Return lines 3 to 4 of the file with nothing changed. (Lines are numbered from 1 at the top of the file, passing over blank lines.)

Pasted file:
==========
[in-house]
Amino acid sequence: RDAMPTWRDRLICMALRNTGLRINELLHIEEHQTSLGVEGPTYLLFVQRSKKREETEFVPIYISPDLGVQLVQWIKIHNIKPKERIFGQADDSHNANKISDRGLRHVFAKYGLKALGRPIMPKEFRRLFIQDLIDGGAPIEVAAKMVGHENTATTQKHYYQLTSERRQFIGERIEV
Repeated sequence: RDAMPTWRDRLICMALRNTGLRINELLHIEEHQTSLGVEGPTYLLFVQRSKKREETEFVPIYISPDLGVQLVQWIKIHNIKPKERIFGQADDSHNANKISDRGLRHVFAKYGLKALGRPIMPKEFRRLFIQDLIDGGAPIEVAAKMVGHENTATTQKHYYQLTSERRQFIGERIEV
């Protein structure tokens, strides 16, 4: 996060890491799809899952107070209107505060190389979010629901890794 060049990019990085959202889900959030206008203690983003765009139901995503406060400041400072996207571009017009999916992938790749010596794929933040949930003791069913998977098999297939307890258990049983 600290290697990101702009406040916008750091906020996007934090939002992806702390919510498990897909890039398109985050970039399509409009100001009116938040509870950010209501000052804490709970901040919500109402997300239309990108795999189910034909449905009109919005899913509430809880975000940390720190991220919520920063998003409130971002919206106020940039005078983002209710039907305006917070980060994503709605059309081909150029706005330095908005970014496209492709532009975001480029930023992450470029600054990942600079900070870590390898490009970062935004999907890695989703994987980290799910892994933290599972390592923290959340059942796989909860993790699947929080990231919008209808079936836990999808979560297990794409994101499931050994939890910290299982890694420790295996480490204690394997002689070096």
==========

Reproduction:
Repeated sequence: RDAMPTWRDRLICMALRNTGLRINELLHIEEHQTSLGVEGPTYLLFVQRSKKREETEFVPIYISPDLGVQLVQWIKIHNIKPKERIFGQADDSHNANKISDRGLRHVFAKYGLKALGRPIMPKEFRRLFIQDLIDGGAPIEVAAKMVGHENTATTQKHYYQLTSERRQFIGERIEV
């Protein structure tokens, strides 16, 4: 996060890491799809899952107070209107505060190389979010629901890794 060049990019990085959202889900959030206008203690983003765009139901995503406060400041400072996207571009017009999916992938790749010596794929933040949930003791069913998977098999297939307890258990049983 600290290697990101702009406040916008750091906020996007934090939002992806702390919510498990897909890039398109985050970039399509409009100001009116938040509870950010209501000052804490709970901040919500109402997300239309990108795999189910034909449905009109919005899913509430809880975000940390720190991220919520920063998003409130971002919206106020940039005078983002209710039907305006917070980060994503709605059309081909150029706005330095908005970014496209492709532009975001480029930023992450470029600054990942600079900070870590390898490009970062935004999907890695989703994987980290799910892994933290599972390592923290959340059942796989909860993790699947929080990231919008209808079936836990999808979560297990794409994101499931050994939890910290299982890694420790295996480490204690394997002689070096």